Switching to GNU/Linux

I came upon a negative article about switching to GNU/Linux and how hard it was…
It’s full of things like this: “if you really like how Evernote works, you’re going to be really frustrated and disappointed with Linux’s offerings.”

I visited the site of the company that produces that product and found these features:

  • Keep everything in sync
    With Evernote, all of your notes, web clips, files and images are made available on every device and computer you use.
  • Remember things you like
    Save everything cool and exciting you see online and in the real world. Snap a photo, record some audio and save it.
  • Save favorite webpages
    Save entire webpages to your Evernote account with our nifty web clipper browser extensions. You get the whole page: text, images and links.
  • Research better
    Collect information from anywhere into a single place. From text notes to web pages to files to snapshots, everything is always at your fingertips.
  • Work with friends and colleagues
    Share your notes and collaborate on projects with friends, colleagues and classmates.
  • Plan your next trip
    Keep all of your itineraries, confirmations, scanned travel documents, maps, and plans in Evernote, so you’ll have them when you need them.

Trip planning? I don’t travel any longer, but I used to do it just fine on my GNU/Linux systems. I really don’t get this guy’s point. Because of a few applications that don’t run on GNU/Linux he’s willing to chuck the awesome power of GNU/Linux to do all the functions those applications do? Absurd. That many millions do just fine with GNU/Linux is ample proof the article is out of whack. It sounds like an article designed to bash GNU/Linux rather than exploring possibilities.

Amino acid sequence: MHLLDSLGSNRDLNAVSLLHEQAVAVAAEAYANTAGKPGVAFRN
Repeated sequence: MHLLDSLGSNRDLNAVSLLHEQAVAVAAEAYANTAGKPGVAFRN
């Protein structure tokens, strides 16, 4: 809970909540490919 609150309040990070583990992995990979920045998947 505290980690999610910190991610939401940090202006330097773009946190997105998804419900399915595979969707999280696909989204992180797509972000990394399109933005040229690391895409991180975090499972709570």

All that other stuff? My Beast runs my blog for me, my databases and my search engines. I lack none of that functionality and my performance is probably better because GNU/Linux works for me, not some external business. I use Debian GNU/Linux. Business is good, but if you provide a fluffy service to people who don’t know any better, what’s the difference between you and a parasite? Good businesses provide services they can do better than anyone else by means of great planning, implementation and service to the customer.

Some of the other negatives in TFA are just nonsense. There’s a reason I and millions of others switched to GNU/Linux. We were tired of the crap we had to put up with that other OS.

See How Hard Is It to Switch to Linux?.

About Robert Pogson

I am a retired teacher in Canada. I taught in the subject areas where I have worked for almost forty years: maths, physics, chemistry and computers. I love hunting, fishing, picking berries and mushrooms, too.
This entry was posted in technology and tagged , , , , . Bookmark the permalink.

One Response to Switching to GNU/Linux

  1. Agent_Smith says:

    I found the article BS, plain and simple.
    Switching to GNU/Linux is like switching from a manual gear car to an automatic gear car: It’s different. Now, get over it and live with it. But no, the “journalists” who write those posts want GNU/Linux to act and behave like winblow$ or CrApple. Nonsense.

Leave a Reply